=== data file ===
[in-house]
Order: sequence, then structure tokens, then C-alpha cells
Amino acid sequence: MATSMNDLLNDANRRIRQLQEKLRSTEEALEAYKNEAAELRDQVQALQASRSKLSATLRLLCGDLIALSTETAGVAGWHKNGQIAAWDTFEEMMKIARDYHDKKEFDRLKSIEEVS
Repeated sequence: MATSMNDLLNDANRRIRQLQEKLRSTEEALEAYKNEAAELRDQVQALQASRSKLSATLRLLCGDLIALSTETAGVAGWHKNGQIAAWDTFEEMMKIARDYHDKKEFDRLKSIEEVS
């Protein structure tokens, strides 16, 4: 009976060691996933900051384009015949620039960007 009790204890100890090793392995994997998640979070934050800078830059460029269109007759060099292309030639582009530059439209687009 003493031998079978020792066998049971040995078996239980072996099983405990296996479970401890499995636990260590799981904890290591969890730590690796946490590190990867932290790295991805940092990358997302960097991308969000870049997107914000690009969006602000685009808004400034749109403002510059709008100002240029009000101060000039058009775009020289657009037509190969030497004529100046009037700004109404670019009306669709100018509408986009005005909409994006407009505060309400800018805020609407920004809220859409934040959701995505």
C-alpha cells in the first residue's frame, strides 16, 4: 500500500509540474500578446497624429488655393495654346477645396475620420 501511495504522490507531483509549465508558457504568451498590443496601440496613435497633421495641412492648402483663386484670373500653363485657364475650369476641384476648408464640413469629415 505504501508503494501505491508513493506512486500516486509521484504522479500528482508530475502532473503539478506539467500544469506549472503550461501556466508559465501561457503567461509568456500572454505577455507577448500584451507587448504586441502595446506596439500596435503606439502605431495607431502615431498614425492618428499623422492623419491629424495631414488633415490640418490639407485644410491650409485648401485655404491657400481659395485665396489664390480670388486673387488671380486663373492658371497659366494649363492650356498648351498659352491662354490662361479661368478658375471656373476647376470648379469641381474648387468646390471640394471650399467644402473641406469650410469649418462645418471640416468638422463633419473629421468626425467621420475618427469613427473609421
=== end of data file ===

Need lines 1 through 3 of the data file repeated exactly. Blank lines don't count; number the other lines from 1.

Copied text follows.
[in-house]
Order: sequence, then structure tokens, then C-alpha cells
Amino acid sequence: MATSMNDLLNDANRRIRQLQEKLRSTEEALEAYKNEAAELRDQVQALQASRSKLSATLRLLCGDLIALSTETAGVAGWHKNGQIAAWDTFEEMMKIARDYHDKKEFDRLKSIEEVS